Quantcast Books on the iPad: Enriching the Reading Experience « iPad in Canada Blog - Canada's #1 iPad Resource iPad in Canada Blog – Canada's #1 iPad Resource

Books on the iPad: Enriching the Reading Experience

by on September 17th, 2010

I read a lot of books, both fiction (mysteries, science fiction, modern fiction, humorous fiction) and non-fiction (science and technology, history, politics, culture, religion). I still read a lot of them in print format, but more and more, I’m reading them on the iPad, in iBooks, Kindle and Kobo, depending on which app has available the particular book I’m interested in, in stock.

I’ve noticed that the iPad has changed my reading habits. When I’m reading a print book, if I find something intriguing or something I don’t understand, I’ll generally let it go. With the iPad, it’s different. I’m constantly jumping out of the reading app, to go to Google Earth or Maps, a dictionary, a search engine, or even Youtube, in order to find out more information. Or I’ll highlight text (if the reading app has that feature) or bookmark pages — which I’d never dream of doing with a print book, especially since I get most of my books from the library.

Which leaves me wondering — when will Amazon, Apple and Chapters build the capability into their reading apps to allow authors and publishers to provide links to more information?

For example, I recently read One Minute to Midnight, a book about the Cuban missile crisis by Michael Dobbs. I found myself constantly jumping out of the Kindle app to go to Google Earth to look at places mentioned in the book where missiles were located or U2 planes shot down. I also went to Youtube to look for a video of John F. Kennedy’s address to the American people where he announced that Soviet missiles had been located in Cuba. I also Googled the names of key participants in the events of that week back in 1962.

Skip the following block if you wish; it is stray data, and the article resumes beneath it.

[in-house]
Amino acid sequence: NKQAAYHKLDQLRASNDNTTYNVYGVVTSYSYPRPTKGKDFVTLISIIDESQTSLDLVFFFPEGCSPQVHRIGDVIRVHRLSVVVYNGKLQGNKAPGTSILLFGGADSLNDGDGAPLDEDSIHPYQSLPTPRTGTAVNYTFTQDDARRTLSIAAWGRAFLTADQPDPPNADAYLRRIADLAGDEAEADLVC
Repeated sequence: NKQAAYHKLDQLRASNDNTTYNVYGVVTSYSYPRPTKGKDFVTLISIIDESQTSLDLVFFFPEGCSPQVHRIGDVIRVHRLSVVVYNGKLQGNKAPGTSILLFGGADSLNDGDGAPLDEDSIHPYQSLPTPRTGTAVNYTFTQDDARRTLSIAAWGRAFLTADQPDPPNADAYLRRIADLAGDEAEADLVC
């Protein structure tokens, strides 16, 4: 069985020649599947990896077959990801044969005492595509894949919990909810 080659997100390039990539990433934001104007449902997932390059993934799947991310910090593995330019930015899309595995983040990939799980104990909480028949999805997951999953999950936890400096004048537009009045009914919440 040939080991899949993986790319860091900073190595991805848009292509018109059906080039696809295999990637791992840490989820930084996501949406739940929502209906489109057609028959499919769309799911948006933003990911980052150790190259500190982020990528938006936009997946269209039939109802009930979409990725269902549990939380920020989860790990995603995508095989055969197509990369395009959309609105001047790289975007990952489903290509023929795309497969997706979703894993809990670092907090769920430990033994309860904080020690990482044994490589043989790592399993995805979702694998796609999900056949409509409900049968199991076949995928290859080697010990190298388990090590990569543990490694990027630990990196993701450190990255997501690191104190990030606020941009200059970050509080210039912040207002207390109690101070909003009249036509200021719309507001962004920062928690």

It made the experience much more enriching than just reading the text would have been. But it also made it much more inconvenient, as I had to leave Kindle, launch the other app, search for the information, then close the other app and relaunch Kindle. The flow was interrupted. But think of how much more enriching it would have been if I could have selected a link and gone instantly to a Google Earth view or a Youtube video.

Even fiction could benefit from features like this. I’m currently reading a thriller set in Barcelona, called The Gaudi Key by Esteban Martin and Andreu Carranza. The novel has a lot of references to streets in that Spanish city, the village where the architect Antoni Gaudi was born and also references to some of Gaudi’s famous works, such as the Sagrada Familia. Again, I find myself constantly going to Google Maps to orient myself in the maze of Barcelona streets or to the web to look for more information on places mentioned in the book. Subtle links embedded in the book itself would make the reading experience even more immersive.